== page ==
Last updated: 01:46 PM ET, Mon October 10 2016

In-Flight Drinking Advice From a Flight Attendant

Airlines & Airports | Patrick Clarke | October 10, 2016

In-Flight Drinking Advice From a Flight Attendant

PHOTO: Gin and tonic. (Photo via Flickr/Russell James Smith

Flight attendants will agree that there's nothing wrong with enjoying an in-flight drink or two, but just know that they aren't falling for your tricks to score an extra cocktail and are ready to cut you off as soon as you enter the "red."

MailOnline Travel recently polled an unnamed female flight attendant for an American airline to find out what the flight crew thinks of your in-flight indulgence.

Pointing out that being on a plane is "one of the only situations in which it's vaguely socially acceptable to day-drink by yourself," the anonymous flight attendant says its common for passengers to drink on a flight and that most who do will have about two drinks.

"One when service commences and another one with a meal," she told MailOnline Travel. "Then there are always the ones who can knock back four. It's easy to overdo it."

Passengers can easily surpass their limit because of several factors, including boredom and being stuck in their seat for hours. With nothing better to do, some passengers are likely to consume their drinks quickly and, since they're not moving, their bodies are metabolizing alcohol at a much slower rate.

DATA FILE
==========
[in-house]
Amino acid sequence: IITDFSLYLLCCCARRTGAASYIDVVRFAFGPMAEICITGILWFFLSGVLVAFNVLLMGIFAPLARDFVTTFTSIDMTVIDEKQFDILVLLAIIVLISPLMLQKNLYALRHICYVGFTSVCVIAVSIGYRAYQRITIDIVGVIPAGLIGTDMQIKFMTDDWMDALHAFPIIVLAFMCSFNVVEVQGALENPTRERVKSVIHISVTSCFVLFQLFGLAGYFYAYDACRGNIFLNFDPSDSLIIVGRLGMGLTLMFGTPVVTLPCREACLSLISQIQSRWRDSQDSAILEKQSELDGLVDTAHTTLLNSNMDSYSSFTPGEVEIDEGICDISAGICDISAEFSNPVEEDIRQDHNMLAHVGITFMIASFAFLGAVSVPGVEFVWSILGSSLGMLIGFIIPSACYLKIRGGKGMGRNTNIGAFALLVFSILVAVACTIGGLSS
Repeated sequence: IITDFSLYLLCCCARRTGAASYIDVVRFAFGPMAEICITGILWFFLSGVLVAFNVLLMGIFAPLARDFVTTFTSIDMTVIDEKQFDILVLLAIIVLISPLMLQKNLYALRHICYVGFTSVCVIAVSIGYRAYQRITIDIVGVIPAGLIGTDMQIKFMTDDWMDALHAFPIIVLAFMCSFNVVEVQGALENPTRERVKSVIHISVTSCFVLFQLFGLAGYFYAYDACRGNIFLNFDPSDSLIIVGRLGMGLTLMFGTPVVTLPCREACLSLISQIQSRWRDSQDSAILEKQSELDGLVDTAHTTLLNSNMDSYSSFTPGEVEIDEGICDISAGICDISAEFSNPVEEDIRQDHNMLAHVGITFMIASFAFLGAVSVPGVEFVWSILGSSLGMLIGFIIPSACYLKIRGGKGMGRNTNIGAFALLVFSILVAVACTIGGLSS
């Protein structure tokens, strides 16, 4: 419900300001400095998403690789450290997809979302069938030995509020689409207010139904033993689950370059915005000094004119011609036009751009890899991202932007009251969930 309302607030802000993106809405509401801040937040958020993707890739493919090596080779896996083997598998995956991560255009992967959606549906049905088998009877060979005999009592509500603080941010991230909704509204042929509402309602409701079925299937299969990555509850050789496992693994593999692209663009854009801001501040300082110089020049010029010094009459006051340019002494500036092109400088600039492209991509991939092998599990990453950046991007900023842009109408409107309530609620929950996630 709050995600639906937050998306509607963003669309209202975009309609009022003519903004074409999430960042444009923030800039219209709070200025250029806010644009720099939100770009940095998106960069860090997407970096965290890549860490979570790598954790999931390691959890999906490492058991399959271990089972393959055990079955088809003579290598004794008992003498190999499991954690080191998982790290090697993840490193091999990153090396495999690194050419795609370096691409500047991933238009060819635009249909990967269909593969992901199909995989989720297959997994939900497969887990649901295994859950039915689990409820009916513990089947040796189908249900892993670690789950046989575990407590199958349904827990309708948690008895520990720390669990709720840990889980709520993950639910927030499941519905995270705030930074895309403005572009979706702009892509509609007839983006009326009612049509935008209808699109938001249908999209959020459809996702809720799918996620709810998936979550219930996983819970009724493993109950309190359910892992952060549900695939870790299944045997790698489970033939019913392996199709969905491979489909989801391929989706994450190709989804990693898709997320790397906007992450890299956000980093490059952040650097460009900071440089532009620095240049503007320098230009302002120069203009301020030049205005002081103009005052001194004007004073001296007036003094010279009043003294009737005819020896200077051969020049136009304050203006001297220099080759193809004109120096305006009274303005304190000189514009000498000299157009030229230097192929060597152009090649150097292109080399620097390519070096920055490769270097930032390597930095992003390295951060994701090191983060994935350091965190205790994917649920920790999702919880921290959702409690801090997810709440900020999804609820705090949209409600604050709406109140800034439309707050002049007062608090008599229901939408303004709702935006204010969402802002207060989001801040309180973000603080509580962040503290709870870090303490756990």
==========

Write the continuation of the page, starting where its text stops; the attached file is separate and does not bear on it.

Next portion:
Fortunately, flight attendants are keeping track of your drinks and are trained to know when to cut you off.

"We are trained to monitor people using a traffic light system," the flight attendant told MalOnline Travel "If you're exhibiting 'green' behaviors then we're fine to serve you, if you're moving into 'yellow' territory then it's time to slow down, and as soon as you enter 'red,' we cut you off."

READ MORE: How Much Do People Drink While Traveling?

Therefore, if you're stumbling to the bathroom or slurring your words, you're likely in the red and have probably had your last drink. 

The flight attendant admits that cutting someone off is always awkward and "embarrassing for all involved." But there are tricks flight crew use to avoid confrontation. "I quite often just pretend I haven't noticed the passenger who's waving me down for another drink until they give up. That or I just 'forget' their order."

Nonetheless she believes there are some key benefits to a couple in-flight beverages.

"To be honest, a drink or two makes most people more polite, friendly and mellow," she added. "Which is really the best mindset to be in when you're sharing a confined space with strangers."

So the next time you fly, drink up. Just remember to stay in the green.


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